Aug 18, 2020 by News Staff / Source
‘Oumuamua, a recently-discovered cigar-shaped object of extrasolar origin, is not made of molecular hydrogen ice after all, according to a new study by astrophysicists from the Harvard & Smithsonian Center for Astrophysics and the Korea Astronomy and Space Science Institute (KASI).
This artist’s impression shows ‘Oumuamua, the first interstellar object discovered in our Solar System. Recent observations show that the object is moving faster than predicted while leaving the Solar System. Astronomers assume that venting material from its surface due to solar heating is responsible for this behavior. This outgassing can be seen in this artist’s impression as a subtle cloud being ejected from the side of the object facing the Sun. Image credit: NASA / ESA / Hubble / ESO / M. Kornmesser.
‘Oumuamua was discovered by the University of Hawaii’s Pan-STARRS 1 telescope in October 2017, more than a month after it passed its closest point to the Sun.
Subsequent detailed observations conducted by multiple space- and ground-based telescopes detected the sunlight reflected off the object’s surface.
Large variations in its brightness suggested that ‘Oumuamua is highly elongated and up to 275 m (900 feet) in its longest dimension.
‘Oumuamua also experienced a small but persistent acceleration that could not be explained simply by the Sun’s gravitational pull.
Theories about its origin include everything from being a planetary fragment to an alien light probe.
Recently, Yale University’s Professor Gregory Laughlin and Dr. Darryl Seligman from the University of Chicago proposed that ‘Oumuamua was made out of molecular hydrogen ice.
Their modeling implied that the interstellar object is approximately 100 million years old, and, assuming a speed of 30 km/s, that it was produced in a giant molecular cloud at a distance of 5,000 parsec (16,308 light-years).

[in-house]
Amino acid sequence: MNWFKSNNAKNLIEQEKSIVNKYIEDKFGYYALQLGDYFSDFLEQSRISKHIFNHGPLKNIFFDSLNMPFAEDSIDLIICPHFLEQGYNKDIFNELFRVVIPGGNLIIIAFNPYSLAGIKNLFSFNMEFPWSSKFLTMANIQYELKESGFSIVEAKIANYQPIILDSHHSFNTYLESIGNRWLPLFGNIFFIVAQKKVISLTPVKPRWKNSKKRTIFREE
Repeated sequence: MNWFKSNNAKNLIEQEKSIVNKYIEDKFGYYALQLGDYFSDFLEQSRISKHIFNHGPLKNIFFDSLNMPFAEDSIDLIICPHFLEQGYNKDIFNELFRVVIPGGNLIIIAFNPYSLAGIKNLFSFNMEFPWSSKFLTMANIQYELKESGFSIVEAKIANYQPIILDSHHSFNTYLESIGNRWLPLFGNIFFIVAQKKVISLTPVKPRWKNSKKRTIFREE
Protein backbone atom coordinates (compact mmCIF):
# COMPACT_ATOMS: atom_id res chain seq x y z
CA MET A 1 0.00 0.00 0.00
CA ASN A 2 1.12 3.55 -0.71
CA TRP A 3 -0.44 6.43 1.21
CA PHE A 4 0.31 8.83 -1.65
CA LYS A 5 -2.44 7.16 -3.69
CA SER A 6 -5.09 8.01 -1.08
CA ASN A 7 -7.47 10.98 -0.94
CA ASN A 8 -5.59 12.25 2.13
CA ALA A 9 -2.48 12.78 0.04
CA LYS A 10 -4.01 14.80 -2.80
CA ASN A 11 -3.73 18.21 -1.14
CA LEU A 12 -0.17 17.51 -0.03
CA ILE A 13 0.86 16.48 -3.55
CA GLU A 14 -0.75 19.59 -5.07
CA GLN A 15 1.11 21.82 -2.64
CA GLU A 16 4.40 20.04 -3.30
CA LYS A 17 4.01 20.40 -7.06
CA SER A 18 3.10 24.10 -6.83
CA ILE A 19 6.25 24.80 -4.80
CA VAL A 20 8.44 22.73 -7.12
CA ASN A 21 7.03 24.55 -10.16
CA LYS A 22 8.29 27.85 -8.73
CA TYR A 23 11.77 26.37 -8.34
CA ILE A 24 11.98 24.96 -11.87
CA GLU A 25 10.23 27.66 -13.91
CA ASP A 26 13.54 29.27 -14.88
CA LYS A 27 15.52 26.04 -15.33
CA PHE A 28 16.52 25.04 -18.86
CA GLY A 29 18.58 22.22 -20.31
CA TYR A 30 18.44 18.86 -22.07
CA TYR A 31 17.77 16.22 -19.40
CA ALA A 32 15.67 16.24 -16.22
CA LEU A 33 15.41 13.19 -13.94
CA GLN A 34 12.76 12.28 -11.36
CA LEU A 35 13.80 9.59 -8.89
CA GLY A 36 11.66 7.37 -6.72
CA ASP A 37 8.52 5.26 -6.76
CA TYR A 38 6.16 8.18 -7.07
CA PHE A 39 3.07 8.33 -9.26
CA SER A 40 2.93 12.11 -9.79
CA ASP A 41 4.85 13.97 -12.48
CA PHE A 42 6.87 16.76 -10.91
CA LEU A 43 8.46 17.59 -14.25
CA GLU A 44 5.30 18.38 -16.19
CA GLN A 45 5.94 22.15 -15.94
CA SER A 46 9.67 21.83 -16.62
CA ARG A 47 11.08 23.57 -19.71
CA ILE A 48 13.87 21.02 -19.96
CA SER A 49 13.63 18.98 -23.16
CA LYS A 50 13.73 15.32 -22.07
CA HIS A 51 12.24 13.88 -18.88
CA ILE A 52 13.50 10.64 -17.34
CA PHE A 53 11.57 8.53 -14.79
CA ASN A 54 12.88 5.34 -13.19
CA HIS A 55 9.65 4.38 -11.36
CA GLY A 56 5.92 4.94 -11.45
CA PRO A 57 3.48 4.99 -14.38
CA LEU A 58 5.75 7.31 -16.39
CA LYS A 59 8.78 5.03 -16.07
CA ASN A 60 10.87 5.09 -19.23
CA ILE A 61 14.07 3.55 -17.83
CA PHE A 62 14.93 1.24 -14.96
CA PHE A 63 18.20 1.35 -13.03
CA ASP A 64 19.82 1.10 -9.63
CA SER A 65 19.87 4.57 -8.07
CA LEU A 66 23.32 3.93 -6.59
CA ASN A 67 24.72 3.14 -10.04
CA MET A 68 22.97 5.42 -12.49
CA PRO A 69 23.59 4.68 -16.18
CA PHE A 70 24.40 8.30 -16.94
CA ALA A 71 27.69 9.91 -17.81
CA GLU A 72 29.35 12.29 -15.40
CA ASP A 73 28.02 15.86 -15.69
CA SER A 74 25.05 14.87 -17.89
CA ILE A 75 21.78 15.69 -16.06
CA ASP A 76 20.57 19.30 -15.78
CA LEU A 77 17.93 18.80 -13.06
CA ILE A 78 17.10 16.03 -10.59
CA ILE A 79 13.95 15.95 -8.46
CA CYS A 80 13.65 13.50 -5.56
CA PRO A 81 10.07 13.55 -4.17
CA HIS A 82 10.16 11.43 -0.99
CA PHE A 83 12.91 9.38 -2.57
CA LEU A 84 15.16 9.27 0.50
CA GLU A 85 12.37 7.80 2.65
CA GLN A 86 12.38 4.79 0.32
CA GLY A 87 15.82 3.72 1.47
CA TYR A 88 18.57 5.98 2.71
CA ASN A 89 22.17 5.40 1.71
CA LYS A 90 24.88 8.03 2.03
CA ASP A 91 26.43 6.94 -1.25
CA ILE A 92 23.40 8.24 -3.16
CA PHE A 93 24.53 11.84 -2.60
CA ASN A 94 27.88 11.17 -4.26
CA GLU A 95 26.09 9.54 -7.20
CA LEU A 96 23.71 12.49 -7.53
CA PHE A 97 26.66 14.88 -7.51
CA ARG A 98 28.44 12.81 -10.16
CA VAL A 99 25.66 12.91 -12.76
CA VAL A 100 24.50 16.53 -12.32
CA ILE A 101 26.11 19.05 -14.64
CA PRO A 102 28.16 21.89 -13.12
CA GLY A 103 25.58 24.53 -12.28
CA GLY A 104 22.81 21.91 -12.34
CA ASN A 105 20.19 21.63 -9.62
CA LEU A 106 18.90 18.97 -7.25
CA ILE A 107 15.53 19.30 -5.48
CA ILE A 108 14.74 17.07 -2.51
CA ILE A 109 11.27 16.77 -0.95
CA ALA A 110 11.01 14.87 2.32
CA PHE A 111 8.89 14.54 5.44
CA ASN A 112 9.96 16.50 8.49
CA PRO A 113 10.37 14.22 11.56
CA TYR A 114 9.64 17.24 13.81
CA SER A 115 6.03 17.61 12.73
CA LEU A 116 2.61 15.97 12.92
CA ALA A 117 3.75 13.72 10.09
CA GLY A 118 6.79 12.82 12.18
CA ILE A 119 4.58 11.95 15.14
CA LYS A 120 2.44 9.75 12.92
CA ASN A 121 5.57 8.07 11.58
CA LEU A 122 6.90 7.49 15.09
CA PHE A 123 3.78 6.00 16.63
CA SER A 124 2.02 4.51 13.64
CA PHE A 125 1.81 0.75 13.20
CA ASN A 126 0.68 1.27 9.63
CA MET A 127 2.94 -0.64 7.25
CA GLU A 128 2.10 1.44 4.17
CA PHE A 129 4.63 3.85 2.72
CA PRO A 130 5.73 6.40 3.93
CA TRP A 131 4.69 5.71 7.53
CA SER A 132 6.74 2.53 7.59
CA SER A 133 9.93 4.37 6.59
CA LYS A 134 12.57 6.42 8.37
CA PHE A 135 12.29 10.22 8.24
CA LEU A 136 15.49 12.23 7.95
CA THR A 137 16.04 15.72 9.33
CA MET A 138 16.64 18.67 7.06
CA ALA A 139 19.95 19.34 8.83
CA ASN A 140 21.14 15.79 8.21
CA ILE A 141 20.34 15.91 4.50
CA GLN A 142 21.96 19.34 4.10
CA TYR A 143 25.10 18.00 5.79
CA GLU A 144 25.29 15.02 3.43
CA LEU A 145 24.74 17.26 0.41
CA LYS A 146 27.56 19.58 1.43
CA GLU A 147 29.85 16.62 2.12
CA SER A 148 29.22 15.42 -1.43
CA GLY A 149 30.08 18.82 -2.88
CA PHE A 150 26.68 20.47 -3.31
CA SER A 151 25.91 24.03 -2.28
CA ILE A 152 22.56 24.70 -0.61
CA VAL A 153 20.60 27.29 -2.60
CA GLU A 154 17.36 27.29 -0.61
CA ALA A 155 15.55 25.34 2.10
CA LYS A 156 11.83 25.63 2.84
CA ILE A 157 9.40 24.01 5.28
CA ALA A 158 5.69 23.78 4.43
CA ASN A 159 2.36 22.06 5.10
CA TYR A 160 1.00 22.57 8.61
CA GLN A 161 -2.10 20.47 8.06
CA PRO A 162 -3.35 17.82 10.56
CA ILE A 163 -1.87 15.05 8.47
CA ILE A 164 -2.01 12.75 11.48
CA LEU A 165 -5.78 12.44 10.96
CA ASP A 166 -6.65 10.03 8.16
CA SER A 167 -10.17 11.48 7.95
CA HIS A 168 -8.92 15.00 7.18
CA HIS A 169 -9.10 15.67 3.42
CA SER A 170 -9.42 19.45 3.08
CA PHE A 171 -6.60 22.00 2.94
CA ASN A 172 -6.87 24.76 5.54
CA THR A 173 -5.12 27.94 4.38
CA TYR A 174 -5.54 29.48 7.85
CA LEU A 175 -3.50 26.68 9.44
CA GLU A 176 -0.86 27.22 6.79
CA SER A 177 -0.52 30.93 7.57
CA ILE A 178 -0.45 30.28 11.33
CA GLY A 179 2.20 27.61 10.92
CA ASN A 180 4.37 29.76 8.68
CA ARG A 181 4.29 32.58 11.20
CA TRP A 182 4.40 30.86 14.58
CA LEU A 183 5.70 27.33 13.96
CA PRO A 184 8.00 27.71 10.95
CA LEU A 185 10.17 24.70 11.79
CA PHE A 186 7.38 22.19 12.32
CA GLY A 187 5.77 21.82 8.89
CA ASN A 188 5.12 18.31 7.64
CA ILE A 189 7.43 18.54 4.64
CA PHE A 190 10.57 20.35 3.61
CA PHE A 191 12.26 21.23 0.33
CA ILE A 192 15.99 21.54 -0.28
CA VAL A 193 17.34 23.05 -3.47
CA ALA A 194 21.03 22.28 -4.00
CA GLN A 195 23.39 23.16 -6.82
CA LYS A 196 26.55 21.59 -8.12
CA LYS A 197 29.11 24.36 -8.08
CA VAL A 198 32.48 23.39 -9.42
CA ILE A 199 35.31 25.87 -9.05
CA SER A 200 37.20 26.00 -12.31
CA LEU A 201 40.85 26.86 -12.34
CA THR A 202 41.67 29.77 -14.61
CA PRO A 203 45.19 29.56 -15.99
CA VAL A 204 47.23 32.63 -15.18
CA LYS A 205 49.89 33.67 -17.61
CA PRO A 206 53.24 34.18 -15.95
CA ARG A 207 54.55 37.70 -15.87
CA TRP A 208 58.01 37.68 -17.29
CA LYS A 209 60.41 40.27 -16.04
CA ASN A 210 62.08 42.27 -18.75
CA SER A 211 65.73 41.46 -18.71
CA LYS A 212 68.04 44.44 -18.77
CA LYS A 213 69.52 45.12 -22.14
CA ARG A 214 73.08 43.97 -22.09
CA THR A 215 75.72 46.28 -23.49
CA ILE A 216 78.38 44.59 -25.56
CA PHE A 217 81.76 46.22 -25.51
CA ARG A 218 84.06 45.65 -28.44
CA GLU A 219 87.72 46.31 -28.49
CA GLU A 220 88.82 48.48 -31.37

However, their study did not consider the destruction of hydrogen ice in the interstellar medium, but only through evaporation by sunlight.
Dr. Thiem Hoang of KASI and Professor Avi Loeb from the Harvard & Smithsonian Center for Astrophysics were curious whether a hydrogen ice-based object could actually have made the journey from interstellar space to our Solar System.
“We wanted to not only test the assumptions in the theory but also the dark matter proposition,” Professor Loeb said.
“We were suspicious that hydrogen icebergs could not survive the journey — which is likely to take hundreds of millions of years — because they evaporate too quickly, and as to whether they could form in molecular clouds.”
The most likely place to make hydrogen icebergs is in the densest environments of the interstellar medium.
“These environments are both too far away and are not conducive to the development of hydrogen icebergs,” Professor Loeb said.
An accepted astrophysical origin for solid objects is growth by sticky collisions of dust, but in the case of a hydrogen iceberg, this theory could not hold together.
“An accepted route to form a km-sized object is first to form grains of micron-size, then such grains grow by sticky collisions,” Dr. Hoang said.
“However, in regions with high gas density, collisional heating by gas collisions can rapidly sublimate the hydrogen mantle on the grains, preventing them from growing further.”
Although the study explored destruction of hydrogen ice by multiple mechanisms including interstellar radiation, cosmic rays, and interstellar gas, sublimation due to heating by starlight had the most destructive effect.
“Thermal sublimation by collisional heating in giant molecular clouds could destroy molecular hydrogen icebergs of ‘Oumuamua-size before their escape into the interstellar medium,” Professor Loeb said.
“This conclusion precludes the theory that ‘Oumuamua journeyed to our Solar System from a giant molecular cloud, and further precludes the proposition of primordial snowballs as dark matter.”
“Evaporative cooling in these situations does not reduce the role of thermal sublimation by starlight in the destruction of hydrogen ice objects.”
The team’s paper will be published in the Astrophysical Journal Letters.
Thiem Hoang & Abraham Loeb. 2020. Destruction of molecular hydrogen ice and Implications for 1I/2017 U1 (‘Oumuamua). ApJL, in press; arXiv: 2006.08088
This article is based on text provided by the Harvard & Smithsonian Center for Astrophysics.
Thanks to: http://www.sci-news.com